I recently watched a Speak Life discussion between Glen Scrivener and Paul Feesey, on a subject that I’ve been following for weeks, where they discuss the question “Could the recent issues in the church have been avoided if we placed more emphasis on building the church rather than evangelism?” The video is an hour long, but it is good. Check out Glen’s Twitter thread about it too. It is an interesting discussion, but the concern raised misses the mark, in my mind. Here’s why…
The discussion started when a listener emailed Glen in light of the recent fall of some evangelical leaders (Ravi Zacharias & Jonathan Fletcher, there are more too). If you follow the link above you’ll get to the thread on Twitter where Glen shares the email. One line in the email says this…
“Could Christians suffer fewer scandals if they paid less attention to converting others and more to transforming themselves?”
Over the past 3 weeks I’ve watched as this discussion went on, but I thought I’d share a few thoughts. I think the answer is a resounding ‘no’.
My problem with the assumption that scandals come because churches are too focusing on evangelism is that it misses the mark. Evangelism isn’t the problem. The problem in any case of the abuse of power, and every kind of abuse, is the heart and actions of the perpetrator. The above statement, and the rest of the email, seems to suggest that it is impossible to both evangelise and focus on one’s own holiness.
Our response to abuse in the church should be to mourn, to care for the victims, to call for justice and to be witnesses to the rest of the world of how to deal with cases of abuse in a godly way.
Evangelism isn’t the problem at all, because you can care for a church healthily and share the gospel well at the same time. It is not an either / or, but it is a both / and. Evangelism isn’t at fault, but there are other reasons;
Lack of accountability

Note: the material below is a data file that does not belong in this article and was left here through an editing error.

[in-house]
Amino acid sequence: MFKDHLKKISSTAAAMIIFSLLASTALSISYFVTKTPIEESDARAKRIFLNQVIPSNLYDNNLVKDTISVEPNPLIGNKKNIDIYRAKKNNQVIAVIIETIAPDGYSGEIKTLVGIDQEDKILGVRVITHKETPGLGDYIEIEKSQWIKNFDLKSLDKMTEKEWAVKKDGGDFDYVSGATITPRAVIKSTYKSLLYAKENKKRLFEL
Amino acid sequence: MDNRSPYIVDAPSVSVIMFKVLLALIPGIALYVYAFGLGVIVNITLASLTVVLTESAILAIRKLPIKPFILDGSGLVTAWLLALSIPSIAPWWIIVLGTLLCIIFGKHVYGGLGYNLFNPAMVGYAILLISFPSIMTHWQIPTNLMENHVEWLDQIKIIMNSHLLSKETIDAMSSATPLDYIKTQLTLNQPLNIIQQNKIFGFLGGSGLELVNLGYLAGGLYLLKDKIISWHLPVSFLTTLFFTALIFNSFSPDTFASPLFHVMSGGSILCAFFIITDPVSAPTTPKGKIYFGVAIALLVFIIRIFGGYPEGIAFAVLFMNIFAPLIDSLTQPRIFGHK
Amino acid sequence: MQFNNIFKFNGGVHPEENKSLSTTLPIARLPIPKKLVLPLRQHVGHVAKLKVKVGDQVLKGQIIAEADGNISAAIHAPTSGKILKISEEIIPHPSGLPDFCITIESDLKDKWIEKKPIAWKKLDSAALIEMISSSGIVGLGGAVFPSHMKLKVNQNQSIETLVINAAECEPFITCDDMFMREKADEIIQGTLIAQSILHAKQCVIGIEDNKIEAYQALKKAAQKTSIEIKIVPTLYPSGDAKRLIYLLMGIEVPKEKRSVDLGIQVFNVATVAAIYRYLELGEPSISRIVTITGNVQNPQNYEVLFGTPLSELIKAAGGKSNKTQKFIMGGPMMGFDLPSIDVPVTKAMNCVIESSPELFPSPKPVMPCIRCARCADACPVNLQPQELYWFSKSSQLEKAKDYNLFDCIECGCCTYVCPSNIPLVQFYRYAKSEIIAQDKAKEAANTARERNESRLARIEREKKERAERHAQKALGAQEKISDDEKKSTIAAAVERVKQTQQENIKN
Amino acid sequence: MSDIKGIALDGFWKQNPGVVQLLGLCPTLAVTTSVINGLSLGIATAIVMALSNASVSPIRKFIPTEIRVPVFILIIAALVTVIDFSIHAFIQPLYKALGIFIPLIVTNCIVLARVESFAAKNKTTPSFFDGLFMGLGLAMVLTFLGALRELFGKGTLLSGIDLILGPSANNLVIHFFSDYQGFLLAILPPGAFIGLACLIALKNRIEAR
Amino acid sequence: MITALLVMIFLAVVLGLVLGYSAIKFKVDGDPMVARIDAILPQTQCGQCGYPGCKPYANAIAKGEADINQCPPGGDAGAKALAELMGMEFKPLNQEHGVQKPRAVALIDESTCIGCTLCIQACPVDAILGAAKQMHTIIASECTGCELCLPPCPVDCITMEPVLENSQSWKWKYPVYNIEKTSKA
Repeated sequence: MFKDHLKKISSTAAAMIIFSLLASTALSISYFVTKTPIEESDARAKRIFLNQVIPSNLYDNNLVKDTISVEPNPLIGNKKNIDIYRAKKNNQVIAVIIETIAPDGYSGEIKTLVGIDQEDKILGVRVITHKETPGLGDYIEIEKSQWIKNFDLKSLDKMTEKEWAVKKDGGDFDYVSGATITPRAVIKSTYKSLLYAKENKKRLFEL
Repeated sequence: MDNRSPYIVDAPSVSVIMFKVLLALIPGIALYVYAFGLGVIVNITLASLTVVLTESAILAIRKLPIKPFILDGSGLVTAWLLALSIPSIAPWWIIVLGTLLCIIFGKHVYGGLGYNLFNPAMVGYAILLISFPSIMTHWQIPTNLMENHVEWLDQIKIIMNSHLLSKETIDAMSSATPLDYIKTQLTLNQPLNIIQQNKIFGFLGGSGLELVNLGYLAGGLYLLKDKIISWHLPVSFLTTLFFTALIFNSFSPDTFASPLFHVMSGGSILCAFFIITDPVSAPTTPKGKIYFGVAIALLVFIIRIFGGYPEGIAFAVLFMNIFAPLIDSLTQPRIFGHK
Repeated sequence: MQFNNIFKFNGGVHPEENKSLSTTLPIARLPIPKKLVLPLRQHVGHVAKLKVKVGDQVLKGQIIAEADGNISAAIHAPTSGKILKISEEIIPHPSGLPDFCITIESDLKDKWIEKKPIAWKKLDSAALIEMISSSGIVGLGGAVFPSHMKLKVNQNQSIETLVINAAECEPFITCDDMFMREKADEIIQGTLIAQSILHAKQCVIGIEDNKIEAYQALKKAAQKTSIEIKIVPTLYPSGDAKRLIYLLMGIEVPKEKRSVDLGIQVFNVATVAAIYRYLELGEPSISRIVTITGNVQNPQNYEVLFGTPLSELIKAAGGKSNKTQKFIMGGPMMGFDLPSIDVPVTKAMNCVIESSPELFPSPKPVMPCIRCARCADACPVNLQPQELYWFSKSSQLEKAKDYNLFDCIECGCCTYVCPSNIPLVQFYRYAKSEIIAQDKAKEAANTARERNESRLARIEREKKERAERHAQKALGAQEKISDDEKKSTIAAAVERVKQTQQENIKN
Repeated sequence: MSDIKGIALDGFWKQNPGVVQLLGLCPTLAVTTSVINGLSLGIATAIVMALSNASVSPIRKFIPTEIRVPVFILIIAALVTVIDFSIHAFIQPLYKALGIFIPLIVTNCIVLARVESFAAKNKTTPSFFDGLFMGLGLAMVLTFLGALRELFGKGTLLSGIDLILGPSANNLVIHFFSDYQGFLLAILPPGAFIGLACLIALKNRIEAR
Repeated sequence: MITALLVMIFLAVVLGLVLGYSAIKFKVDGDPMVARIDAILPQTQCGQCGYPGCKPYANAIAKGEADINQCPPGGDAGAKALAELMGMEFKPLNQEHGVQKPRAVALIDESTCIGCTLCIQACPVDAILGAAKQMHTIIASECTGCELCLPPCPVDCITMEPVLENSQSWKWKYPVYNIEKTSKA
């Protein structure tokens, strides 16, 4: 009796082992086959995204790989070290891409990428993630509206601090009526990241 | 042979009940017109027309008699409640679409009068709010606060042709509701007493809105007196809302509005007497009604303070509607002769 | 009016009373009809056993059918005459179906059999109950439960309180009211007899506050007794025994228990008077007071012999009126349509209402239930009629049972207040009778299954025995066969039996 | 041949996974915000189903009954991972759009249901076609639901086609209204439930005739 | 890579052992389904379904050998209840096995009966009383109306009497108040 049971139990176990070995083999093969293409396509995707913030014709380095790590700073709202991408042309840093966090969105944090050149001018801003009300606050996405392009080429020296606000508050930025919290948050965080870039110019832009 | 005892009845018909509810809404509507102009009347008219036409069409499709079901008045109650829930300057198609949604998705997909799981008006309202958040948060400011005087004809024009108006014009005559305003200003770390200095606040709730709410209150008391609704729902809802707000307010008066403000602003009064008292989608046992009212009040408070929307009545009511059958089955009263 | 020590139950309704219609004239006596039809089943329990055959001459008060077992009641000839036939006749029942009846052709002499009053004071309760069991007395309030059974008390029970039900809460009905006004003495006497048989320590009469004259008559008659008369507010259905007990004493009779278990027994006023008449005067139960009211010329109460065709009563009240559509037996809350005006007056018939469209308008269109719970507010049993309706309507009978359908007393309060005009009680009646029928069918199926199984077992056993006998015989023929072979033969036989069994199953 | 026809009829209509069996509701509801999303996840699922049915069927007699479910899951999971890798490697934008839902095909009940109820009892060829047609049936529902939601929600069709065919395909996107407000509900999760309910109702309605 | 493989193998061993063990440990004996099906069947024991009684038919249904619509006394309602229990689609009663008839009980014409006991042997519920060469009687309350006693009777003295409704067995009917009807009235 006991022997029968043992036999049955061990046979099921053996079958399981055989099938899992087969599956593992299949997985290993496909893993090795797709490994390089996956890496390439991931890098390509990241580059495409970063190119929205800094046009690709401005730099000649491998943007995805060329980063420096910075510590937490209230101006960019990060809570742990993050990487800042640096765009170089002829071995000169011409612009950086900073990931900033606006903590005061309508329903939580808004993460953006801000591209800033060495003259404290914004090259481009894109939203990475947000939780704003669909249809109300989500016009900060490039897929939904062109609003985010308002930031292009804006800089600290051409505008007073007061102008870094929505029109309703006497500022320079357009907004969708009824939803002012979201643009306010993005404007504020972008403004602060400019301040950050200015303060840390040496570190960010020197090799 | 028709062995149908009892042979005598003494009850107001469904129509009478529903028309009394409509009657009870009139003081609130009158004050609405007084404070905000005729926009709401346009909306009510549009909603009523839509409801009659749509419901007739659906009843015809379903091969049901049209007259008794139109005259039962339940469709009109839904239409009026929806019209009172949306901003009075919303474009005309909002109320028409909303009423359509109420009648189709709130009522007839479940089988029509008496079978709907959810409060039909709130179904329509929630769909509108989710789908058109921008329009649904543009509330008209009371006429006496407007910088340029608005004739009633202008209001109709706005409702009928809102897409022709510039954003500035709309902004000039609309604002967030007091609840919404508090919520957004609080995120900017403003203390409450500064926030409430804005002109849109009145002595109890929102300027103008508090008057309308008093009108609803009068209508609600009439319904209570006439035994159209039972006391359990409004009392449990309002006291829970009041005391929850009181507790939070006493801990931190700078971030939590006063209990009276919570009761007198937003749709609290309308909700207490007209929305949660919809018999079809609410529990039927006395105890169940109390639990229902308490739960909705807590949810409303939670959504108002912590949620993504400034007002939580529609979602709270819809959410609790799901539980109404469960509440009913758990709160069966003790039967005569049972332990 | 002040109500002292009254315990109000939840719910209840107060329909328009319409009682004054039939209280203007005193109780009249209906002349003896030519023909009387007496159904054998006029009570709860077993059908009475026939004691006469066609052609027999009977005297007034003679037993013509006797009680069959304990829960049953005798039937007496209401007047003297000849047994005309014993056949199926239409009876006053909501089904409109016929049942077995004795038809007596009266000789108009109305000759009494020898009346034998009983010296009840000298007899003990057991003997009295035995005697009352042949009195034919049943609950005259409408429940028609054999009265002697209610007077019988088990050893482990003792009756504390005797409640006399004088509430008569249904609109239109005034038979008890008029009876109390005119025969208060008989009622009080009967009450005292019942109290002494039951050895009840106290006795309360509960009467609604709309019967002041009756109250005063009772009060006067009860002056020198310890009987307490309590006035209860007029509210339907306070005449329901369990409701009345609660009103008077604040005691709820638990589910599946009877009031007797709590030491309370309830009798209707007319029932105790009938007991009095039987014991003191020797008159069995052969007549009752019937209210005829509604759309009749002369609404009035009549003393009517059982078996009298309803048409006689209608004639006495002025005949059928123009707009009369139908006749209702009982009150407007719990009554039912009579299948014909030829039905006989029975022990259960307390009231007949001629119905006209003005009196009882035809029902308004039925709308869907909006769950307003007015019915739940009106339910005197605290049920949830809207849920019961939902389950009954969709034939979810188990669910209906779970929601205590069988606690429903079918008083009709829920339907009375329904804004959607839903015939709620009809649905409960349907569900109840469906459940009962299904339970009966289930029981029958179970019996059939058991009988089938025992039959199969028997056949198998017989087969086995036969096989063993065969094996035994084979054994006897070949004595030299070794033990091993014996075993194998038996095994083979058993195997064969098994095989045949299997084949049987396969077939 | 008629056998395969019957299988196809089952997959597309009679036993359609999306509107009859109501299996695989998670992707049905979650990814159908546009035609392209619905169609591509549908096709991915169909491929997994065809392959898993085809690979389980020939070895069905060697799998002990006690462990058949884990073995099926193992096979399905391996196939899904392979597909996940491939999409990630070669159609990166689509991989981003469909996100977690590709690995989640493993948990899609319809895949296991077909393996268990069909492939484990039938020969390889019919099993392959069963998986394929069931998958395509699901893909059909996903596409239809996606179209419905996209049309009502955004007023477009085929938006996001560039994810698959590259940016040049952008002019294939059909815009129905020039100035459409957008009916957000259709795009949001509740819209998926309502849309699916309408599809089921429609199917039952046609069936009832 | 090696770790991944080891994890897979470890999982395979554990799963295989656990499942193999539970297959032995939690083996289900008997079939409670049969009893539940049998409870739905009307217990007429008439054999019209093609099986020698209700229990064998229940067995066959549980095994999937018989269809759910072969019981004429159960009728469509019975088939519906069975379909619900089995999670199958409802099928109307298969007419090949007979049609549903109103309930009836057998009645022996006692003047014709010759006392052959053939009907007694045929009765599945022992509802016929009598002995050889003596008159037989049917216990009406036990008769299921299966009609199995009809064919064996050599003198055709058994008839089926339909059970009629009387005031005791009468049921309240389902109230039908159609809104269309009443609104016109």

Too many leaders who fall have not been willing to submit to godly accountability. They’ve been seen as the big dogs who know it all and left alone because of their knowledge or experience. Someone can have all the knowledge in the world, but if the do not humbly submit to the Lord, they are just as susceptible to fall as everyone else. Regardless of the reputation of a speaker, pastor, author or whatever, nobody is above accountability.
Accountability doesn’t mean answering an email or a text on how you’re doing. Accountability means having someone, or a body of people, coming along side you and checking your life out of love. A well-known speaker might be flying around the world, which could be a reason why this doesn’t always happen. But that is no excuse.
We naturally put people on a pedestal. We listen to, we read, we applaud the work of men and women who do great things for the Kingdom. But they are fallen people. The disease of a celebrity culture is alive and within Christianity, if it is not cut out there are devastating consequences. People can and do abuse the stars they have been given. People can and do use their power to bully others into submission because of who they are or what they’ve done. But this doesn’t only go for the people who fly around the world, it applies to conferences, Bible Colleges, etc.
I was once at a conference and everyone was super excited for a big name to come to one night. He came and what he said was ok. But attendance at the conference was far bigger that night, because his name attracted a crowd. I was spiritually fed more by the guy who preached his heart out to an audience of 20 people later that very night, than I was in the big auditorium.
We would do well to remember that fame does not equal faithfulness. We should celebrate people who serve faithfully, but they should not become celebrities, they are normal sinful people, like you and me, who serve a great Saviour.
No person is perfect. Abuse is not caused because people were preoccupied with sharing the gospel, abuse took place because of the sin that had settled in people’s hearts. We’re too quick to make excuses for inappropriate jokes and brush it off as ‘banter’ because of the person who says it. We need to call out sin when we see it, no excuses. Regardless of who the person is, if we see sin or sinful behaviours, we need to call it out. Where sin takes place, and where appropriate, Christians need to take the right legal action and call the police. Sitting on sin is damaging to the survivors or abuse and everyone else. No person should make excuses for the sin of an abuser.
Is evangelism the problem which resulted in abuse? No, that is an oversimplification of the issue. It can be an excuse that means we still see the problem as ‘out there’ rather than in the human heart.